Next Article in Journal
Anti-Inflammatory Effect of Sulforaphane on LPS-Activated Microglia Potentially through JNK/AP-1/NF-κB Inhibition and Nrf2/HO-1 Activation
Next Article in Special Issue
Lack of Small Intestinal Dysbiosis Following Long-Term Selective Inhibition of Cyclooxygenase-2 by Rofecoxib in the Rat
Previous Article in Journal
In-Depth Proteome Analysis Highlights HepaRG Cells as a Versatile Cell System Surrogate for Primary Human Hepatocytes
Previous Article in Special Issue
Crohn’s Disease Patients in Remission Display an Enhanced Intestinal IgM+ B Cell Count in Concert with a Strong Activation of the Intestinal Complement System
Review

Cellular and Molecular Therapeutic Targets in Inflammatory Bowel Disease—Focusing on Intestinal Barrier Function

1
School of Medical Sciences, Örebro University, 703 62 Örebro, Sweden
2
Department of Clinical and Experimental Medicine, Division of Surgery, Orthopedics & Oncology, Medical Faculty, Linköping University, 581 85 Linköping, Sweden
*
Author to whom correspondence should be addressed.
Cells 2019, 8(2), 193; https://doi.org/10.3390/cells8020193
Received: 20 January 2019 / Revised: 18 February 2019 / Accepted: 21 February 2019 / Published: 22 February 2019
The human gut relies on several cellular and molecular mechanisms to allow for an intact and dynamical intestinal barrier. Normally, only small amounts of luminal content pass the mucosa, however, if the control is broken it can lead to enhanced passage, which might damage the mucosa, leading to pathological conditions, such as inflammatory bowel disease (IBD). It is well established that genetic, environmental, and immunological factors all contribute in the pathogenesis of IBD, and a disturbed intestinal barrier function has become a hallmark of the disease. Genetical studies support the involvement of intestinal barrier as several susceptibility genes for IBD encode proteins with key functions in gut barrier and homeostasis. IBD patients are associated with loss in bacterial diversity and shifts in the microbiota, with a possible link to local inflammation. Furthermore, alterations of immune cells and several neuro-immune signaling pathways in the lamina propria have been demonstrated. An inappropriate immune activation might lead to mucosal inflammation, with elevated secretion of pro-inflammatory cytokines that can affect the epithelium and promote a leakier barrier. This review will focus on the main cells and molecular mechanisms in IBD and how these can be targeted in order to improve intestinal barrier function and reduce inflammation. View Full-Text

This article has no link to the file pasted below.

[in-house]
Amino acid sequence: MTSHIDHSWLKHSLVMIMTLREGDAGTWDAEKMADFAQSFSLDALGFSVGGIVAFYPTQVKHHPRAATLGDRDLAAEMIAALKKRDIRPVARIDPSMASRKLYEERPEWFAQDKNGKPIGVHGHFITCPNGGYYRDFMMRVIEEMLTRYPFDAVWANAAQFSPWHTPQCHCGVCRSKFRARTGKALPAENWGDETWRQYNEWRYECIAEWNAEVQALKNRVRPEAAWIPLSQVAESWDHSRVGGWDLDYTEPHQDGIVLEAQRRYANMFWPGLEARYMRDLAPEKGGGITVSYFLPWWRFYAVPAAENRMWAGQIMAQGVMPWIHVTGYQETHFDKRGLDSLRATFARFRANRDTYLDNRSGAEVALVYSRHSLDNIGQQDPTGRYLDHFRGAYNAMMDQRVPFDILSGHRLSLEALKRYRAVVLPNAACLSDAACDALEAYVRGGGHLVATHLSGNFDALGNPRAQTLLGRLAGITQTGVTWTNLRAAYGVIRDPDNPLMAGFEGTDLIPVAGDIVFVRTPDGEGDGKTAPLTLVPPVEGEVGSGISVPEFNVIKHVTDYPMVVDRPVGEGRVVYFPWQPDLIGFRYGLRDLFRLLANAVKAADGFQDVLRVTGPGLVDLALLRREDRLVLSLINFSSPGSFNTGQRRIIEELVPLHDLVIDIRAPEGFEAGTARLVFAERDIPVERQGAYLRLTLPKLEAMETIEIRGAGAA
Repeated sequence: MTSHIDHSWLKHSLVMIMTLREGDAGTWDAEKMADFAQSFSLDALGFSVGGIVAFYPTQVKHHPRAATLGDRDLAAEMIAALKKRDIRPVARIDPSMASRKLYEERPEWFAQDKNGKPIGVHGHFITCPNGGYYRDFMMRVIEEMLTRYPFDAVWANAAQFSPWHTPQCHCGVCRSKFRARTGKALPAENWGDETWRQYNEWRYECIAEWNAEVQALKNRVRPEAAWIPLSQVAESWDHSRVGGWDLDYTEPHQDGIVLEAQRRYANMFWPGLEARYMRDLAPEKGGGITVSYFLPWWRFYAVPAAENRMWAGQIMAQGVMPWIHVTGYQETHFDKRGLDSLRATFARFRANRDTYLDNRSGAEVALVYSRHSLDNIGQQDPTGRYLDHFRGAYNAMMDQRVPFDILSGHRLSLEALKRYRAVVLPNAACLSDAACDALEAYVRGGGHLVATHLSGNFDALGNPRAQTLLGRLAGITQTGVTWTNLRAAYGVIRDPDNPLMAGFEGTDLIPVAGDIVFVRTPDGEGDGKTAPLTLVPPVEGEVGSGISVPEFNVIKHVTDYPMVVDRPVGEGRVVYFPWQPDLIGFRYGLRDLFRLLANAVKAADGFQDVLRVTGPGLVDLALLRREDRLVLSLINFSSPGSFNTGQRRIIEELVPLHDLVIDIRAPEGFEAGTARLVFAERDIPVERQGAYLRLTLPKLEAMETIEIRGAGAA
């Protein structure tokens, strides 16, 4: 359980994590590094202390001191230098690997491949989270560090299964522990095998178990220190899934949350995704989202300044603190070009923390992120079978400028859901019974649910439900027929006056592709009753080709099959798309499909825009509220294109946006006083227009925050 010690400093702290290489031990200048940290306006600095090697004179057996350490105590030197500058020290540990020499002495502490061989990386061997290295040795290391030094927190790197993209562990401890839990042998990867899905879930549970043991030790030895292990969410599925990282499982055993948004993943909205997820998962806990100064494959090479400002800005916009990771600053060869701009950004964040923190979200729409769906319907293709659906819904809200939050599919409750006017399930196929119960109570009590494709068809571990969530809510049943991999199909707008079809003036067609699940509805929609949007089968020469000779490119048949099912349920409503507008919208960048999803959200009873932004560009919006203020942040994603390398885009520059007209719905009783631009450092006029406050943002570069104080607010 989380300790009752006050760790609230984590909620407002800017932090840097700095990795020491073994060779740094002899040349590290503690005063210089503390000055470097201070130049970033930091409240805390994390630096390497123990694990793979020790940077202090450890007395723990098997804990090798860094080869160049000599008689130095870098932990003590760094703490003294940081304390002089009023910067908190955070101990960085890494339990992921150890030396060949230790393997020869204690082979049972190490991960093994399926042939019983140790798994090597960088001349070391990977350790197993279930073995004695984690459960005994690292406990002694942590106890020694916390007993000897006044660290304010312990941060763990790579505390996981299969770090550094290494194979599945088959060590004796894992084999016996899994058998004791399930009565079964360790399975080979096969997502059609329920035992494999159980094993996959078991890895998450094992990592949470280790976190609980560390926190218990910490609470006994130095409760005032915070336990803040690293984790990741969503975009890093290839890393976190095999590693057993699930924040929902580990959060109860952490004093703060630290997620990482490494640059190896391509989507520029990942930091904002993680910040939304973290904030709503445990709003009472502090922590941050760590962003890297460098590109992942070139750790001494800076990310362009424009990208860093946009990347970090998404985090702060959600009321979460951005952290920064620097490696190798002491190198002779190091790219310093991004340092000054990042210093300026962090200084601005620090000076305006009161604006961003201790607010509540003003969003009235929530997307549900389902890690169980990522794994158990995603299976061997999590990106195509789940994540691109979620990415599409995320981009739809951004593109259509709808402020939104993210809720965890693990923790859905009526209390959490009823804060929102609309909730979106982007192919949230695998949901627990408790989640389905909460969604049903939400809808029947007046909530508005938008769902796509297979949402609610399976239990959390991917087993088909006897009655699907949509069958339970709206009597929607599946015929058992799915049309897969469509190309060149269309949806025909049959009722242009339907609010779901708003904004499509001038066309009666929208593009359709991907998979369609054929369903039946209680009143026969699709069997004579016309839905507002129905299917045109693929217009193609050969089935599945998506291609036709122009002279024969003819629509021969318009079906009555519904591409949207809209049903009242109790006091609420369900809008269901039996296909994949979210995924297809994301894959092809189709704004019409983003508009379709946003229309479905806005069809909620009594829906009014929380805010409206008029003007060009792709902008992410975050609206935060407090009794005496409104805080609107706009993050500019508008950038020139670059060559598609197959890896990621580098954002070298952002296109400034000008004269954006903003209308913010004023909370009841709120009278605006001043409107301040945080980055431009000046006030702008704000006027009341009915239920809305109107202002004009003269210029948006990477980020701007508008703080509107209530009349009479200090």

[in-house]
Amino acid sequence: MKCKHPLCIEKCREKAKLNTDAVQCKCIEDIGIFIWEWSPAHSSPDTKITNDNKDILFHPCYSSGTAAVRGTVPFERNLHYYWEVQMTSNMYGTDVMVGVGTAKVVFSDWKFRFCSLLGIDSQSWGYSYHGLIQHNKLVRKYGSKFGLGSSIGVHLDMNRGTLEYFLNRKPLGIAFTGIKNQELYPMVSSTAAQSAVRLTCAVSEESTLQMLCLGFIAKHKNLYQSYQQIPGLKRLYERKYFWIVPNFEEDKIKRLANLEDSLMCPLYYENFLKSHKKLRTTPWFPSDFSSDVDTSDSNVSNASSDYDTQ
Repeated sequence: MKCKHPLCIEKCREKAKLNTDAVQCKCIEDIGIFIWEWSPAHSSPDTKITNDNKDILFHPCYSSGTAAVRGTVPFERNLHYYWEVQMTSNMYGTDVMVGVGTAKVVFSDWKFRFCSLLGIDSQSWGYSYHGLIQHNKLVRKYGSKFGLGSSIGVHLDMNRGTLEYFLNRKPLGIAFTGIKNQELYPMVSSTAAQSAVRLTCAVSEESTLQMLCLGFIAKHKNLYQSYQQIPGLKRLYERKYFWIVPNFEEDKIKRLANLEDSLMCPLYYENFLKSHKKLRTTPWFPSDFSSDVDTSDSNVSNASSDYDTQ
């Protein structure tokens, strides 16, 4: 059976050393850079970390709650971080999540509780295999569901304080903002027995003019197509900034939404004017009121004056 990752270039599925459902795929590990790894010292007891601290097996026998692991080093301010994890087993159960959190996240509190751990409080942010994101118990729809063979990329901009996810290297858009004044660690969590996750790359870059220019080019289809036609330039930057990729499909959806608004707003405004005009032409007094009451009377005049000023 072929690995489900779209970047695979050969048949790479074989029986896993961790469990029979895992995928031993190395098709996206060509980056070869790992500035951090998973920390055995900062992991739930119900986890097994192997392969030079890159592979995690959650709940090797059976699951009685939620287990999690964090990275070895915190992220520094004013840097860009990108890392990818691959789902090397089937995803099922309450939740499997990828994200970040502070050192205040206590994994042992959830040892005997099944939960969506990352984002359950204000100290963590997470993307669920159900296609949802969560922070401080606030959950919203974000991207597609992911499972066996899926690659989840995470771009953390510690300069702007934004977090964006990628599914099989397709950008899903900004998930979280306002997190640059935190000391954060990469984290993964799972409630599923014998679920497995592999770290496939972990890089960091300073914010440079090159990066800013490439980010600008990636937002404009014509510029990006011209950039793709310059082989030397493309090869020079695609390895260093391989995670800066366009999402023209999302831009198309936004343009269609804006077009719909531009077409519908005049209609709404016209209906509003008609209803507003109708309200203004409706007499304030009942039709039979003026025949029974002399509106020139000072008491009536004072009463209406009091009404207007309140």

Keywords: Crohn’s disease; ulcerative colitis; intestinal permeability therapeutic targets; innate and adaptive immunity Crohn’s disease; ulcerative colitis; intestinal permeability therapeutic targets; innate and adaptive immunity
Show Figures

Graphical abstract

MDPI and ACS Style

Schoultz, I.; Keita, Å.V. Cellular and Molecular Therapeutic Targets in Inflammatory Bowel Disease—Focusing on Intestinal Barrier Function. Cells 2019, 8, 193. https://doi.org/10.3390/cells8020193

AMA Style

Schoultz I, Keita ÅV. Cellular and Molecular Therapeutic Targets in Inflammatory Bowel Disease—Focusing on Intestinal Barrier Function. Cells. 2019; 8(2):193. https://doi.org/10.3390/cells8020193

Chicago/Turabian Style

Schoultz, Ida, and Åsa V. Keita. 2019. "Cellular and Molecular Therapeutic Targets in Inflammatory Bowel Disease—Focusing on Intestinal Barrier Function" Cells 8, no. 2: 193. https://doi.org/10.3390/cells8020193

Find Other Styles
Note that from the first issue of 2016, MDPI journals use article numbers instead of page numbers. See further details here.

Article Access Map by Country/Region

1
Back to TopTop